As you may have seen in the media, APRA has recently announced tougher measures to limit interest only lending in a bid to slow down the investment market and property values in Sydney and Melbourne.
Currently 40% of new mortgages are interest only loans, which APRA wants to see reduced to 30%. The measures taken to reach this goal include –
- making it more difficult for customers borrowing above 80% of the loan to value ratio to gain access to interest only lending,
- raising the cost of interest only lending
- reducing borrowing capacity by instituting tougher serviceability metrics.
If you have an interest only loan, you may have already noticed an increase in interest rates. Given the current climate, now is a good time to revisit why you may have chosen an interest only loan. Below we have outlined a balanced view of three of the basic Pro’s & Con’s for selecting interest only loans. There are more layers to be considered in most cases.
- Maximise tax deductions: If you have tax deductible debt you can select interest only to focus on placing all your surplus cash flow towards reducing non-deductible. Similarly, if you have a home that you hope to become an investment property, you may choose to store your surplus cash into an offset account rather than into the loan directly. This can allow you to maximise the deductions when the home becomes an investment, and your savings can go towards reducing the debt on your future home.
- Flexible repayments: you are still able to pay down the principle of your loan, either directly into the loan account or via your offset. However, you choose the amount of principle you pay
- Maximise your cash savings: Interest only repayments are lower than principle and interest repayments. This means that you have more surplus money in your pocket each month that you can still place this into your loan or an offset account to reduce your interest in the same way as you are forced to with principal and interest loans. An interest only repayment approach allows you to build cash buffer more rapidly because you still have access to the cash that otherwise would have for the principal component of the repayment. This extra cash availability via redraw or offset can assist with risk management, should you have any unexpected expenses or in the event of reduced income for a period to provide you with extra time to make decisions.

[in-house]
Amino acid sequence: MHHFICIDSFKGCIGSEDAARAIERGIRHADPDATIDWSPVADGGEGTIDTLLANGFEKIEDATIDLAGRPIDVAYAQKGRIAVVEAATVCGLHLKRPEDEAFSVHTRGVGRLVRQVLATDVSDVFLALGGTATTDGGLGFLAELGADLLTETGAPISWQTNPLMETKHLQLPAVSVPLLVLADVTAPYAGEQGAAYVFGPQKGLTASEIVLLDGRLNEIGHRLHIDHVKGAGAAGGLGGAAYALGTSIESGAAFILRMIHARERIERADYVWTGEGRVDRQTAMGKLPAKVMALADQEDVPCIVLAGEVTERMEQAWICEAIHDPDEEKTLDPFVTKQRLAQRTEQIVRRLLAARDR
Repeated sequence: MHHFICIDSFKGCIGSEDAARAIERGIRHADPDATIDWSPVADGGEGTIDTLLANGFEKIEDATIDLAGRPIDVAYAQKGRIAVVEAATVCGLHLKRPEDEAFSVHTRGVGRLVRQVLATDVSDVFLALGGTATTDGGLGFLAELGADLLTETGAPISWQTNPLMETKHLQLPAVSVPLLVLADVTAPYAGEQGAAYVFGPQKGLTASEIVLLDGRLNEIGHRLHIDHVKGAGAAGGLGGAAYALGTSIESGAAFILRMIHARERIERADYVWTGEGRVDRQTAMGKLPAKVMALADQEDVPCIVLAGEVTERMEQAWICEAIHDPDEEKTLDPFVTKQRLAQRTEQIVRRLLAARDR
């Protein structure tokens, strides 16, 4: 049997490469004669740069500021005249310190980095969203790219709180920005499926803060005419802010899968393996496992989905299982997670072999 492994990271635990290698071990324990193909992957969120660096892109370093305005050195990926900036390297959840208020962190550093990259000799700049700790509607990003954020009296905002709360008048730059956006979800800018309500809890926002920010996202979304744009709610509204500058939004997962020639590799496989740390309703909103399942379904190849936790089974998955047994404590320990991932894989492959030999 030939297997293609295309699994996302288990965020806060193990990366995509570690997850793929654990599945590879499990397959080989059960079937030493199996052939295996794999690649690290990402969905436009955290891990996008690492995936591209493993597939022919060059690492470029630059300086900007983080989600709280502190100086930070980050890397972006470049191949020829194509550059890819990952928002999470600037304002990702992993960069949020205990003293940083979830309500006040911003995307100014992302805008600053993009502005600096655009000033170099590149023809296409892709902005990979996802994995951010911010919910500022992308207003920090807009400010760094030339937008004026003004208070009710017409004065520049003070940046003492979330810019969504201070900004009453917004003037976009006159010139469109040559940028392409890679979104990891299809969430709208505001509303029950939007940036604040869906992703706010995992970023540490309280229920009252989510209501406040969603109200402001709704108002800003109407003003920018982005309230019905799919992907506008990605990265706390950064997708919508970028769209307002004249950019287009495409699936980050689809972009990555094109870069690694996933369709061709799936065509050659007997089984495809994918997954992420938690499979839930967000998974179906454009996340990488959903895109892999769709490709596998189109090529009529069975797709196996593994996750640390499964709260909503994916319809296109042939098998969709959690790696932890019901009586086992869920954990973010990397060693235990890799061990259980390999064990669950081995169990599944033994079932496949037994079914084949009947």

- No forced additional repayments: Without being forced to make additional repayments you may just spend the extra cash that otherwise would have went towards reducing debt.
- Potential for higher principal and interest repayments in the future: The lender policy is tightening up making it more difficult to extend interest only periods. You may also not be able to refinance to another lender. This means there is the possibility that you may have a reduced loan term which has the potential to increase your monthly repayment commitment in the future.
- Higher interest rate: You are now paying a premium for the privilege of the extra flexibility and tax deductions that you receive from the interest only approach.
There is no one size fits all approach to mortgage strategy or property planning decisions. You should determine in conjunction with your trusted adviser the approach that is appropriate based on your goals, risk tolerance and financial situation.
As part of our money management strategy, if you select an interest only loan, we always advocate setting up a direct debt into your loan or into a ‘repayment’ offset account that you do not touch or have ATM access. In effect this allows you to obtain the best of both worlds effectively emulating a principal repayment approach whilst optimising the pros of selecting interest only.
As with all financial decisions a key to success is your money management, irrespective of the repayment approach that you take.
Contact us if you would like to discuss your money management system or the pro’s and con’s to interest only lending V’s principle and interest